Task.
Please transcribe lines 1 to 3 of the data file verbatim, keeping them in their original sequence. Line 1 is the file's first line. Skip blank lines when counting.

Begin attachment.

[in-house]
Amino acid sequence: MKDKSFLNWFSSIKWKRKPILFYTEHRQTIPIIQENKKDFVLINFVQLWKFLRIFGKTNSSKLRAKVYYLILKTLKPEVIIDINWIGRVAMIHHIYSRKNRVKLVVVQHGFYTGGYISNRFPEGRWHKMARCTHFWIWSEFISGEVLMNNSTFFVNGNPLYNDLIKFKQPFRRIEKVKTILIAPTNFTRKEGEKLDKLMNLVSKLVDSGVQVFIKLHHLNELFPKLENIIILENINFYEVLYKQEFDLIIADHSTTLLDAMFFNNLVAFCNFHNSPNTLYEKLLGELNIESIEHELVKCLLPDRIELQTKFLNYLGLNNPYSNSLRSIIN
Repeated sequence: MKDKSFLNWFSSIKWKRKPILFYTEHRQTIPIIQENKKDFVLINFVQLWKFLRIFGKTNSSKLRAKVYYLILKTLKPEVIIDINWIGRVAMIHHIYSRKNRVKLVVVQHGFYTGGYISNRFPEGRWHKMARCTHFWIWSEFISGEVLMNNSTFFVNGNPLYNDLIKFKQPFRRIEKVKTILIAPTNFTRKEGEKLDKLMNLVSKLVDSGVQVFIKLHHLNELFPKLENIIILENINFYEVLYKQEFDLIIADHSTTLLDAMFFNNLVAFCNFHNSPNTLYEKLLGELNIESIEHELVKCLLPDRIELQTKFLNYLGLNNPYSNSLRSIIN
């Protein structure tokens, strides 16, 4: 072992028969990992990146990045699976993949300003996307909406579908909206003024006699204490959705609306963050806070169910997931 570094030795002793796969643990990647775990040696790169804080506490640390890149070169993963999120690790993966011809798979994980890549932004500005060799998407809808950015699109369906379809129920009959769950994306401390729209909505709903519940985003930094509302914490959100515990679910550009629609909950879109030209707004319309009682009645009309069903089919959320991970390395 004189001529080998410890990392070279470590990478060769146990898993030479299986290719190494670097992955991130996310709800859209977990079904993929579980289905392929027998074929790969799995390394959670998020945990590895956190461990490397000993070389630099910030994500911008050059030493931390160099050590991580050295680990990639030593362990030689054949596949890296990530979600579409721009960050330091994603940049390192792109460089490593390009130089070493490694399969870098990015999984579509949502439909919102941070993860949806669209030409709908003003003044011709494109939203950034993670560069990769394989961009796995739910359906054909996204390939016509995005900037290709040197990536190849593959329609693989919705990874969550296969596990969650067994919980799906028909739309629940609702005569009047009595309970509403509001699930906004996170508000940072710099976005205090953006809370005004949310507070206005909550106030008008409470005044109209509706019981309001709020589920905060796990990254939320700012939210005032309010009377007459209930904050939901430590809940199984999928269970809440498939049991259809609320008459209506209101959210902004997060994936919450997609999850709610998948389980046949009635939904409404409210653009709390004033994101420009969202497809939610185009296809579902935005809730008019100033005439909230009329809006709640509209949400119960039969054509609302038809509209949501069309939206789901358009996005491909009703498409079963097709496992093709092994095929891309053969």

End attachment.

[in-house]
Amino acid sequence: MKDKSFLNWFSSIKWKRKPILFYTEHRQTIPIIQENKKDFVLINFVQLWKFLRIFGKTNSSKLRAKVYYLILKTLKPEVIIDINWIGRVAMIHHIYSRKNRVKLVVVQHGFYTGGYISNRFPEGRWHKMARCTHFWIWSEFISGEVLMNNSTFFVNGNPLYNDLIKFKQPFRRIEKVKTILIAPTNFTRKEGEKLDKLMNLVSKLVDSGVQVFIKLHHLNELFPKLENIIILENINFYEVLYKQEFDLIIADHSTTLLDAMFFNNLVAFCNFHNSPNTLYEKLLGELNIESIEHELVKCLLPDRIELQTKFLNYLGLNNPYSNSLRSIIN
Repeated sequence: MKDKSFLNWFSSIKWKRKPILFYTEHRQTIPIIQENKKDFVLINFVQLWKFLRIFGKTNSSKLRAKVYYLILKTLKPEVIIDINWIGRVAMIHHIYSRKNRVKLVVVQHGFYTGGYISNRFPEGRWHKMARCTHFWIWSEFISGEVLMNNSTFFVNGNPLYNDLIKFKQPFRRIEKVKTILIAPTNFTRKEGEKLDKLMNLVSKLVDSGVQVFIKLHHLNELFPKLENIIILENINFYEVLYKQEFDLIIADHSTTLLDAMFFNNLVAFCNFHNSPNTLYEKLLGELNIESIEHELVKCLLPDRIELQTKFLNYLGLNNPYSNSLRSIIN